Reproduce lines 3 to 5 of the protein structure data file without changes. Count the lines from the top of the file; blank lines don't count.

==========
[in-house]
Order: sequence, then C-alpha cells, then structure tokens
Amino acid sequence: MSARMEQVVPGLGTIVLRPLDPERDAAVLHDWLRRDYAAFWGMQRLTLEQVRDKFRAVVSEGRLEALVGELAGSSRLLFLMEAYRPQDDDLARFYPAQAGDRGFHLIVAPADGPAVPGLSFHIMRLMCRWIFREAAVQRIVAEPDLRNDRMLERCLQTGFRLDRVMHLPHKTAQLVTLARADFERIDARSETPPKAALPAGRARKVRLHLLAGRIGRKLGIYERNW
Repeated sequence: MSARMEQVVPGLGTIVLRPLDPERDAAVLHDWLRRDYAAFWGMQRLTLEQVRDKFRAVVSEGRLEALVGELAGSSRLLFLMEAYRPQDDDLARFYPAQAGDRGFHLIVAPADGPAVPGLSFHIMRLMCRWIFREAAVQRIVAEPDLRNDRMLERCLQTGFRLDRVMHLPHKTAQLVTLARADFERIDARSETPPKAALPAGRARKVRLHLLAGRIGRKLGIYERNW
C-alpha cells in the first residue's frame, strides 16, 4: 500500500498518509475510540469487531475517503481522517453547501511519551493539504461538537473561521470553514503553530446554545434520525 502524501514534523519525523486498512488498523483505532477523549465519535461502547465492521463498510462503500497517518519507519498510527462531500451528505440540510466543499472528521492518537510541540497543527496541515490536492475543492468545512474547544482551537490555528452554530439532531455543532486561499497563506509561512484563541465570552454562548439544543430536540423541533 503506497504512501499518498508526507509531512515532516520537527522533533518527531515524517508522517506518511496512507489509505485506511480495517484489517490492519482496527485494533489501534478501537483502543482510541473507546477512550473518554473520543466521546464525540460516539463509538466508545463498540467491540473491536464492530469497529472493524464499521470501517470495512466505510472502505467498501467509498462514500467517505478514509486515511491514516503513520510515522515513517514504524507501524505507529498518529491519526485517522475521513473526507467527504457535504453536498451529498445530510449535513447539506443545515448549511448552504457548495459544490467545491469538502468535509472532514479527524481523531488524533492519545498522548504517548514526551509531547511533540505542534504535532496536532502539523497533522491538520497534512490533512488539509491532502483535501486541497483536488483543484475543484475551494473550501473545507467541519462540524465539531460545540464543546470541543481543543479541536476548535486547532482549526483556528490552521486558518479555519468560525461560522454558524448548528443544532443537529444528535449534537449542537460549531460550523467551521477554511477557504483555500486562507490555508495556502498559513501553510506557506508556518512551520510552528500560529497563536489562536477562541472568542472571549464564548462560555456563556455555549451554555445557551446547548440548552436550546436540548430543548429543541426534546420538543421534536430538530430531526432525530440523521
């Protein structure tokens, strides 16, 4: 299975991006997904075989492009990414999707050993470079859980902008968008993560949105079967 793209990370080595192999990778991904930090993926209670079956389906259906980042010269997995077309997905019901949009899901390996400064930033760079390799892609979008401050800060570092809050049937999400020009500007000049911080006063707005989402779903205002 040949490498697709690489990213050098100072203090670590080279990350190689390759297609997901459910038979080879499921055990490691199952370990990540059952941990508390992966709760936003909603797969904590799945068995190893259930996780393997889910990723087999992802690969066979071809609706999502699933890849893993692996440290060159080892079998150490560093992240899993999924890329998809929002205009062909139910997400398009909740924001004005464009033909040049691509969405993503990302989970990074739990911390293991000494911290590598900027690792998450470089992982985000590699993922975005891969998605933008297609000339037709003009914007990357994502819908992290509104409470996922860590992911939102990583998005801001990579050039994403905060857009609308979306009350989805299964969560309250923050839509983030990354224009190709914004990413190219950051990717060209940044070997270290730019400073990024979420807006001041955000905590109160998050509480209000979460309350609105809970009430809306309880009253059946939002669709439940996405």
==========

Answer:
Amino acid sequence: MSARMEQVVPGLGTIVLRPLDPERDAAVLHDWLRRDYAAFWGMQRLTLEQVRDKFRAVVSEGRLEALVGELAGSSRLLFLMEAYRPQDDDLARFYPAQAGDRGFHLIVAPADGPAVPGLSFHIMRLMCRWIFREAAVQRIVAEPDLRNDRMLERCLQTGFRLDRVMHLPHKTAQLVTLARADFERIDARSETPPKAALPAGRARKVRLHLLAGRIGRKLGIYERNW
Repeated sequence: MSARMEQVVPGLGTIVLRPLDPERDAAVLHDWLRRDYAAFWGMQRLTLEQVRDKFRAVVSEGRLEALVGELAGSSRLLFLMEAYRPQDDDLARFYPAQAGDRGFHLIVAPADGPAVPGLSFHIMRLMCRWIFREAAVQRIVAEPDLRNDRMLERCLQTGFRLDRVMHLPHKTAQLVTLARADFERIDARSETPPKAALPAGRARKVRLHLLAGRIGRKLGIYERNW
C-alpha cells in the first residue's frame, strides 16, 4: 500500500498518509475510540469487531475517503481522517453547501511519551493539504461538537473561521470553514503553530446554545434520525 502524501514534523519525523486498512488498523483505532477523549465519535461502547465492521463498510462503500497517518519507519498510527462531500451528505440540510466543499472528521492518537510541540497543527496541515490536492475543492468545512474547544482551537490555528452554530439532531455543532486561499497563506509561512484563541465570552454562548439544543430536540423541533 503506497504512501499518498508526507509531512515532516520537527522533533518527531515524517508522517506518511496512507489509505485506511480495517484489517490492519482496527485494533489501534478501537483502543482510541473507546477512550473518554473520543466521546464525540460516539463509538466508545463498540467491540473491536464492530469497529472493524464499521470501517470495512466505510472502505467498501467509498462514500467517505478514509486515511491514516503513520510515522515513517514504524507501524505507529498518529491519526485517522475521513473526507467527504457535504453536498451529498445530510449535513447539506443545515448549511448552504457548495459544490467545491469538502468535509472532514479527524481523531488524533492519545498522548504517548514526551509531547511533540505542534504535532496536532502539523497533522491538520497534512490533512488539509491532502483535501486541497483536488483543484475543484475551494473550501473545507467541519462540524465539531460545540464543546470541543481543543479541536476548535486547532482549526483556528490552521486558518479555519468560525461560522454558524448548528443544532443537529444528535449534537449542537460549531460550523467551521477554511477557504483555500486562507490555508495556502498559513501553510506557506508556518512551520510552528500560529497563536489562536477562541472568542472571549464564548462560555456563556455555549451554555445557551446547548440548552436550546436540548430543548429543541426534546420538543421534536430538530430531526432525530440523521